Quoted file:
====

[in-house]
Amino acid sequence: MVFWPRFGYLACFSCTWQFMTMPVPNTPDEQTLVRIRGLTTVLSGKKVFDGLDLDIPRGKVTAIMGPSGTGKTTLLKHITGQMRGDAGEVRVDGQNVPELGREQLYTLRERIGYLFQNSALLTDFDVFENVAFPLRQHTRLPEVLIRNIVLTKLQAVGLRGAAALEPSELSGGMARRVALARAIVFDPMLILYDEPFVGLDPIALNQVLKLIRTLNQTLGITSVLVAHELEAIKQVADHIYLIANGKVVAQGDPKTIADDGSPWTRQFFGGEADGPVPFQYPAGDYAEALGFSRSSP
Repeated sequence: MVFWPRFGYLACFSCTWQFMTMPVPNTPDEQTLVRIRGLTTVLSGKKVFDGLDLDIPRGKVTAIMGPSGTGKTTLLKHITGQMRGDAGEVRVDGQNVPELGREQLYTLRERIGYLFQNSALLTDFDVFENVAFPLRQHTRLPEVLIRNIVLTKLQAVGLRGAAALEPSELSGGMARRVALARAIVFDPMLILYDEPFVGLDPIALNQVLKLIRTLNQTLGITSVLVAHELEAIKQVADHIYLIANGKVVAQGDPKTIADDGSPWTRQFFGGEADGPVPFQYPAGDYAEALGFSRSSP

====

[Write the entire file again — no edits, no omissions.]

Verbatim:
[in-house]
Amino acid sequence: MVFWPRFGYLACFSCTWQFMTMPVPNTPDEQTLVRIRGLTTVLSGKKVFDGLDLDIPRGKVTAIMGPSGTGKTTLLKHITGQMRGDAGEVRVDGQNVPELGREQLYTLRERIGYLFQNSALLTDFDVFENVAFPLRQHTRLPEVLIRNIVLTKLQAVGLRGAAALEPSELSGGMARRVALARAIVFDPMLILYDEPFVGLDPIALNQVLKLIRTLNQTLGITSVLVAHELEAIKQVADHIYLIANGKVVAQGDPKTIADDGSPWTRQFFGGEADGPVPFQYPAGDYAEALGFSRSSP
Repeated sequence: MVFWPRFGYLACFSCTWQFMTMPVPNTPDEQTLVRIRGLTTVLSGKKVFDGLDLDIPRGKVTAIMGPSGTGKTTLLKHITGQMRGDAGEVRVDGQNVPELGREQLYTLRERIGYLFQNSALLTDFDVFENVAFPLRQHTRLPEVLIRNIVLTKLQAVGLRGAAALEPSELSGGMARRVALARAIVFDPMLILYDEPFVGLDPIALNQVLKLIRTLNQTLGITSVLVAHELEAIKQVADHIYLIANGKVVAQGDPKTIADDGSPWTRQFFGGEADGPVPFQYPAGDYAEALGFSRSSP